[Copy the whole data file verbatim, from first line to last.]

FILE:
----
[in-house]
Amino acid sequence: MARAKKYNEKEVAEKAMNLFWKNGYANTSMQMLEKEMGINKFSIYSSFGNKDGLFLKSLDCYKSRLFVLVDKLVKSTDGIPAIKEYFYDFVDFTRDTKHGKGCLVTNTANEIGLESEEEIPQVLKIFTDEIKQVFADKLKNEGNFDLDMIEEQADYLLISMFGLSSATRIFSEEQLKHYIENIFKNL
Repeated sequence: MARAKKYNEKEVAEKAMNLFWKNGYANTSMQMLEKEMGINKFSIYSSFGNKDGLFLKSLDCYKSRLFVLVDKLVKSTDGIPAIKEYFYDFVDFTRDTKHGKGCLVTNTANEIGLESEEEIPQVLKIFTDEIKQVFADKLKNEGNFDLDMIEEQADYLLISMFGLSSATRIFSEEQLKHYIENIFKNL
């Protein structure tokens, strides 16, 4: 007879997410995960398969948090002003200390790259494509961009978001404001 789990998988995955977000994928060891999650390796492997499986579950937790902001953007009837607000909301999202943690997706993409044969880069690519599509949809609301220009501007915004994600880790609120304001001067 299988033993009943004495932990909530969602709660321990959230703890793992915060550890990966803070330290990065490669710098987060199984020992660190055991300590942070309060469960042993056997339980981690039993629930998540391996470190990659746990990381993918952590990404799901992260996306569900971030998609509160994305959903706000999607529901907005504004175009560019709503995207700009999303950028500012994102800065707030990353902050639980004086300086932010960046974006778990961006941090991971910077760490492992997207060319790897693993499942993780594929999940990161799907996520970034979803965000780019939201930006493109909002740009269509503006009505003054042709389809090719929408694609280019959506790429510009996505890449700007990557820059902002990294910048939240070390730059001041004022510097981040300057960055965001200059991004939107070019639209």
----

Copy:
[in-house]
Amino acid sequence: MARAKKYNEKEVAEKAMNLFWKNGYANTSMQMLEKEMGINKFSIYSSFGNKDGLFLKSLDCYKSRLFVLVDKLVKSTDGIPAIKEYFYDFVDFTRDTKHGKGCLVTNTANEIGLESEEEIPQVLKIFTDEIKQVFADKLKNEGNFDLDMIEEQADYLLISMFGLSSATRIFSEEQLKHYIENIFKNL
Repeated sequence: MARAKKYNEKEVAEKAMNLFWKNGYANTSMQMLEKEMGINKFSIYSSFGNKDGLFLKSLDCYKSRLFVLVDKLVKSTDGIPAIKEYFYDFVDFTRDTKHGKGCLVTNTANEIGLESEEEIPQVLKIFTDEIKQVFADKLKNEGNFDLDMIEEQADYLLISMFGLSSATRIFSEEQLKHYIENIFKNL
């Protein structure tokens, strides 16, 4: 007879997410995960398969948090002003200390790259494509961009978001404001 789990998988995955977000994928060891999650390796492997499986579950937790902001953007009837607000909301999202943690997706993409044969880069690519599509949809609301220009501007915004994600880790609120304001001067 299988033993009943004495932990909530969602709660321990959230703890793992915060550890990966803070330290990065490669710098987060199984020992660190055991300590942070309060469960042993056997339980981690039993629930998540391996470190990659746990990381993918952590990404799901992260996306569900971030998609509160994305959903706000999607529901907005504004175009560019709503995207700009999303950028500012994102800065707030990353902050639980004086300086932010960046974006778990961006941090991971910077760490492992997207060319790897693993499942993780594929999940990161799907996520970034979803965000780019939201930006493109909002740009269509503006009505003054042709389809090719929408694609280019959506790429510009996505890449700007990557820059902002990294910048939240070390730059001041004022510097981040300057960055965001200059991004939107070019639209």